|Tribune Building, Chicago|
He’s interviewed one cowboy, Jerry Benton, who’s been charged with murder and is on his way by train (and still armed) to face trial. Benton, who has killed men before, expects acquittal unless the jury has too much sympathy for the victim. “The law gets the best of us fellows,” he says, but he’ll stand trial “like a man.”
He has the “scarred face and desperate look so characteristic of the border-ruffian,” says the writer. Yet a man friendly to Benton calls him “a good fellow,” who behaves badly only when he’s “angry or under the influence of liquor.”
|Photo by Erwin Smith, 1909|
His “huge revolver” is a weapon he carries for self-defense. In Arizona, it’s explained, you can’t be “squeamish about shooting” if you expect to stay alive. And in these few paragraphs we get the picture of an affable man of both honor and violence. It’s the seed from which the myth of the cowboy would grow.
Cowboy characteristics. Benton, we learn, is one of a type. A cattle herder originating on the plains of Texas, the cowboy has now followed the expanding cattle industry into Arizona, New Mexico, and Colorado. An expert horseman, he can outride an Apache or a soldier. He may be American, Mexican, a half-breed, or Indian.
Besides a six-gun and belt, he carries a knife and repeating rifle and wears “a huge pair of spurs.” While “quick, wiry, and intrepid,” he is also “often generous and humane.” In temperament, “he is as uncivilized as a grizzly-bear and reckless as a savage.” For citizens and immigrants “he is fast becoming a terror” as he shoots up frontier towns. Stories abound of his “bloodthirsty career.”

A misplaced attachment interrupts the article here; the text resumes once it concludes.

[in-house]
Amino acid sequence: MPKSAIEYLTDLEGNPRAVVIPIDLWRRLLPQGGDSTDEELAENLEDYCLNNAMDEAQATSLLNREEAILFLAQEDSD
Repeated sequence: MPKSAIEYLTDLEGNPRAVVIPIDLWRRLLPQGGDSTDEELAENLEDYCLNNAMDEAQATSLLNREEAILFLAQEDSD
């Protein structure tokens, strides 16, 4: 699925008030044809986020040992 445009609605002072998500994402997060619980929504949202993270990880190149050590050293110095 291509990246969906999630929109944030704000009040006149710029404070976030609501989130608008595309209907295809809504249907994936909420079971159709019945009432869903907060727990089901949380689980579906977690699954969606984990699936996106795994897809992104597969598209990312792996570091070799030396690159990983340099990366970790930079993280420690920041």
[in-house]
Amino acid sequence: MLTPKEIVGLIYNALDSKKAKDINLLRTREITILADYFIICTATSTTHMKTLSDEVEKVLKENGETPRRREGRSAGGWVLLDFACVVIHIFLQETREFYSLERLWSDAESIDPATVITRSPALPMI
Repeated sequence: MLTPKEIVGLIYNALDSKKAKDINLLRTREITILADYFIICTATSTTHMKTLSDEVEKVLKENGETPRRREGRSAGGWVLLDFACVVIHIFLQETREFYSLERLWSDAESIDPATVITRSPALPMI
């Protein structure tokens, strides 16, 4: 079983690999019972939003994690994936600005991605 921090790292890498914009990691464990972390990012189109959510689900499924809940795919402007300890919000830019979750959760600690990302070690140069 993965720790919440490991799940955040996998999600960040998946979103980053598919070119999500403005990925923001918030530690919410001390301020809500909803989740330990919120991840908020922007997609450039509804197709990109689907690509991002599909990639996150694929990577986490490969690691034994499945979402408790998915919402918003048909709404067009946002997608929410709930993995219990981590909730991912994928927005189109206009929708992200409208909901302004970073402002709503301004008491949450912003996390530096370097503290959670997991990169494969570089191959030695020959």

|St. Paul's Episcopal Church, Tombstone, Arizona; built 1882.|
Practical jokes. There follow several stories of cowboy hi-jinks. According to report, a bunch of them cleared a restaurant by shooting at the plates in front of customers. Ministers were apparently the frequent butt of this kind of humor. In two accounts, cowboys enter churches and threaten to shoot the preacher.
Curly Bill (Brocius), who’d already shot a marshal in Tombstone, is given credit for terrorizing a congregation in Charleston, Arizona. While Curly Bill’s gang blocked the exits, the reverend was forced at gunpoint to do a dance. The writer wryly concludes: “The minister is now more strongly opposed to dancing than before.”
Other desperadoes who get a mention in the story include Johnny Behind the Deuce and Buckskin Sam. Of the latter, a story is reported that he celebrated the purchase of a new gun by firing it while riding through the streets of town. Later he turned himself in and “paid a handsome fine.”
|Charleston, Arizona, 1885|
Jack Slade is offered as a “specimen desperado,” and a story is told of his merciless killing of “an old enemy.” Tied to a post, the man was shot 23 times. Slade was said to be in no hurry, stopping to have a drink after every two shots. The final fatal round was discharged into the man’s mouth. Not finished, Slade cut off the dead man’s ears. (There’s yet another version of this story at legendsofamerica.com.)
Summing up, the writer portrays the majority of cowboys as a dangerous menace. They sell cattle to their “Greaser” friends in Mexico, then steal them back to sell again north of the border. As they invade towns and terrify citizens, they are no better than roaming bands of “bloodthirsty and daring” hooligans – Hell’s Angels on horseback.
“A wild life on the plains,” the writer surmises, “is not generally adapted to bring out the better qualities of a man’s life.” There is talk of sending in Federal troops to “exterminate” this element. The writer concludes by pointing out that the spread of unchecked lawlessness has a way of discouraging agricultural and mining development – and we can’t have that.
Photo credits: Wikimedia Commons
Coming up: Robert Alexander Wason, Friar Tuck (1912)